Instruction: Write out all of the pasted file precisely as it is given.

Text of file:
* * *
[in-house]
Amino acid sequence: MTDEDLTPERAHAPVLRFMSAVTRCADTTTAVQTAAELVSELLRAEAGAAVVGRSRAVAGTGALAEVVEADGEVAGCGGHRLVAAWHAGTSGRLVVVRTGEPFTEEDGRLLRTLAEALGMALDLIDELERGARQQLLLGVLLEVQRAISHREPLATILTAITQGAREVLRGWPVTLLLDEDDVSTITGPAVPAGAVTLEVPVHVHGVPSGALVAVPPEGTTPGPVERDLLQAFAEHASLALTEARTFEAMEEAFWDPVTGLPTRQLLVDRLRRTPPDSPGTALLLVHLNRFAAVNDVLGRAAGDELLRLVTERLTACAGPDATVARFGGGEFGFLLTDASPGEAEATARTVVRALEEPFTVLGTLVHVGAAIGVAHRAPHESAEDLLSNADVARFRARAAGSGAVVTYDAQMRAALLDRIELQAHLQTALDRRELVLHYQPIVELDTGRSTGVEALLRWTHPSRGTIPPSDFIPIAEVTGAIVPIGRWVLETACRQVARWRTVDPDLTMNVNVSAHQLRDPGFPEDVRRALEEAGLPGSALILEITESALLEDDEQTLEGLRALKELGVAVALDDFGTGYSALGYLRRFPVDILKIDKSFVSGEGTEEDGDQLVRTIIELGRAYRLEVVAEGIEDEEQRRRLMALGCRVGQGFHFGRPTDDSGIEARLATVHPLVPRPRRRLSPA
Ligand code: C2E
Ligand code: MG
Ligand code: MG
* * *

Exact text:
[in-house]
Amino acid sequence: MTDEDLTPERAHAPVLRFMSAVTRCADTTTAVQTAAELVSELLRAEAGAAVVGRSRAVAGTGALAEVVEADGEVAGCGGHRLVAAWHAGTSGRLVVVRTGEPFTEEDGRLLRTLAEALGMALDLIDELERGARQQLLLGVLLEVQRAISHREPLATILTAITQGAREVLRGWPVTLLLDEDDVSTITGPAVPAGAVTLEVPVHVHGVPSGALVAVPPEGTTPGPVERDLLQAFAEHASLALTEARTFEAMEEAFWDPVTGLPTRQLLVDRLRRTPPDSPGTALLLVHLNRFAAVNDVLGRAAGDELLRLVTERLTACAGPDATVARFGGGEFGFLLTDASPGEAEATARTVVRALEEPFTVLGTLVHVGAAIGVAHRAPHESAEDLLSNADVARFRARAAGSGAVVTYDAQMRAALLDRIELQAHLQTALDRRELVLHYQPIVELDTGRSTGVEALLRWTHPSRGTIPPSDFIPIAEVTGAIVPIGRWVLETACRQVARWRTVDPDLTMNVNVSAHQLRDPGFPEDVRRALEEAGLPGSALILEITESALLEDDEQTLEGLRALKELGVAVALDDFGTGYSALGYLRRFPVDILKIDKSFVSGEGTEEDGDQLVRTIIELGRAYRLEVVAEGIEDEEQRRRLMALGCRVGQGFHFGRPTDDSGIEARLATVHPLVPRPRRRLSPA
Ligand code: C2E
Ligand code: MG
Ligand code: MG